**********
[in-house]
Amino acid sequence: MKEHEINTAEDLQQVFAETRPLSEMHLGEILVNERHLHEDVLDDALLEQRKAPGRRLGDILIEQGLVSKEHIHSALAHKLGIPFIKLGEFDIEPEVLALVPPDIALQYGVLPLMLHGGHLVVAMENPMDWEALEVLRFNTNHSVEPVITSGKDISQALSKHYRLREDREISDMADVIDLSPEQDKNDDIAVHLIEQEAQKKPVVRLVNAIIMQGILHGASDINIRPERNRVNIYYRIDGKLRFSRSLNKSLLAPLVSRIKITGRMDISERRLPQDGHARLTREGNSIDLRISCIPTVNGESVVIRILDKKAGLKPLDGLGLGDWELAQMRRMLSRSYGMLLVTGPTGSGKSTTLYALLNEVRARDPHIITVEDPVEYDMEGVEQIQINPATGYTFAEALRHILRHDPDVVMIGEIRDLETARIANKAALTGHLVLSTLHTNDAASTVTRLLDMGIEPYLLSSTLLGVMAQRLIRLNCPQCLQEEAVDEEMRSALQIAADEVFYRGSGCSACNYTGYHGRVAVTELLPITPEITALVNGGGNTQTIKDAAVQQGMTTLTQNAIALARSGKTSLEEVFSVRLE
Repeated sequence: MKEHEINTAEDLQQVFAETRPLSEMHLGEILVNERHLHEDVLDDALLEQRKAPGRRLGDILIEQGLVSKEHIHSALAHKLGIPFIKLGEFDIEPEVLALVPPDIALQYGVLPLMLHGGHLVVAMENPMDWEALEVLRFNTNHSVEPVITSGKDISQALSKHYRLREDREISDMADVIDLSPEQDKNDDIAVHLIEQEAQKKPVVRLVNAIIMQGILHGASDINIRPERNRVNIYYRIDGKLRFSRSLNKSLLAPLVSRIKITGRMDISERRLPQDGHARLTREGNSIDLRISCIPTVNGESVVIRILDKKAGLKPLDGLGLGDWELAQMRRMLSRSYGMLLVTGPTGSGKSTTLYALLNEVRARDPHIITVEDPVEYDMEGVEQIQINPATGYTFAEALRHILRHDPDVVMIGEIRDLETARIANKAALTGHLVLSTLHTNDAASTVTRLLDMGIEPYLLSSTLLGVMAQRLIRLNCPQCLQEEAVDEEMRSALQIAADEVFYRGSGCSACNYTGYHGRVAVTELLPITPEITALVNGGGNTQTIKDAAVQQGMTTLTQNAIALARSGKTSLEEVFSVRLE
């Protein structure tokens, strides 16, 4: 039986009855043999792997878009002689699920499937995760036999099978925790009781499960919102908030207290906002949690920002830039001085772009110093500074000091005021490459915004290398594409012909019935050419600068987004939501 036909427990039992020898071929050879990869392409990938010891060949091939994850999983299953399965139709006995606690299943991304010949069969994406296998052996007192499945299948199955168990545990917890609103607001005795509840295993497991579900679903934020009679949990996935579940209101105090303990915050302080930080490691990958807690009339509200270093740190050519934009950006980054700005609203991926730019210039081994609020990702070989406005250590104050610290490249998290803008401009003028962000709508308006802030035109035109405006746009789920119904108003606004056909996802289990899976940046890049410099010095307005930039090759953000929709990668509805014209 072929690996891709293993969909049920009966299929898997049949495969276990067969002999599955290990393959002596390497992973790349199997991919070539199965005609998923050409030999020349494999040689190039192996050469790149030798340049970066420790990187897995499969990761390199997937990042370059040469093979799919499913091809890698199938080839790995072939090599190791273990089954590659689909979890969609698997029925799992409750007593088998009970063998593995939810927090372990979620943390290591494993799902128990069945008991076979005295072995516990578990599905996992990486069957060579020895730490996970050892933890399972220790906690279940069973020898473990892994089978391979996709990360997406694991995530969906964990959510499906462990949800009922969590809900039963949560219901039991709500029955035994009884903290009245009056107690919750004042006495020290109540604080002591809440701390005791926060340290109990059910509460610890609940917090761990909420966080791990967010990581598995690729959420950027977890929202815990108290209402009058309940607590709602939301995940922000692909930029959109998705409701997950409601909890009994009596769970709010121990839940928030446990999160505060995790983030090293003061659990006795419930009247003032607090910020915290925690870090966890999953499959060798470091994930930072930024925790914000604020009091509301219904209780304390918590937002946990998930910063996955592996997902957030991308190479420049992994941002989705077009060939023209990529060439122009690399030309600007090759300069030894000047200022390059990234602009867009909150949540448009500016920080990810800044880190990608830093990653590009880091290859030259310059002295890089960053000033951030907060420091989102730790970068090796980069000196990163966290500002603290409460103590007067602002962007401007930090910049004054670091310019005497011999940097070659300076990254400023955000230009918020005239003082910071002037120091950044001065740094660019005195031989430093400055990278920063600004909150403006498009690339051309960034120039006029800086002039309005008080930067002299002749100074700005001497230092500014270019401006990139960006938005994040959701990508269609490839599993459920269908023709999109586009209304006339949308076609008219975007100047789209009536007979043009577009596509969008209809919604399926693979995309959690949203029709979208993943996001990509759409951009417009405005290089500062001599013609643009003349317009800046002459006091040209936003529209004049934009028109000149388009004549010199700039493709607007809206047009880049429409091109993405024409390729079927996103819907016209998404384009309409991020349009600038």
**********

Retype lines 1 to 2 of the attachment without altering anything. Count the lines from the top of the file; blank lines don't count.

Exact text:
[in-house]
Amino acid sequence: MKEHEINTAEDLQQVFAETRPLSEMHLGEILVNERHLHEDVLDDALLEQRKAPGRRLGDILIEQGLVSKEHIHSALAHKLGIPFIKLGEFDIEPEVLALVPPDIALQYGVLPLMLHGGHLVVAMENPMDWEALEVLRFNTNHSVEPVITSGKDISQALSKHYRLREDREISDMADVIDLSPEQDKNDDIAVHLIEQEAQKKPVVRLVNAIIMQGILHGASDINIRPERNRVNIYYRIDGKLRFSRSLNKSLLAPLVSRIKITGRMDISERRLPQDGHARLTREGNSIDLRISCIPTVNGESVVIRILDKKAGLKPLDGLGLGDWELAQMRRMLSRSYGMLLVTGPTGSGKSTTLYALLNEVRARDPHIITVEDPVEYDMEGVEQIQINPATGYTFAEALRHILRHDPDVVMIGEIRDLETARIANKAALTGHLVLSTLHTNDAASTVTRLLDMGIEPYLLSSTLLGVMAQRLIRLNCPQCLQEEAVDEEMRSALQIAADEVFYRGSGCSACNYTGYHGRVAVTELLPITPEITALVNGGGNTQTIKDAAVQQGMTTLTQNAIALARSGKTSLEEVFSVRLE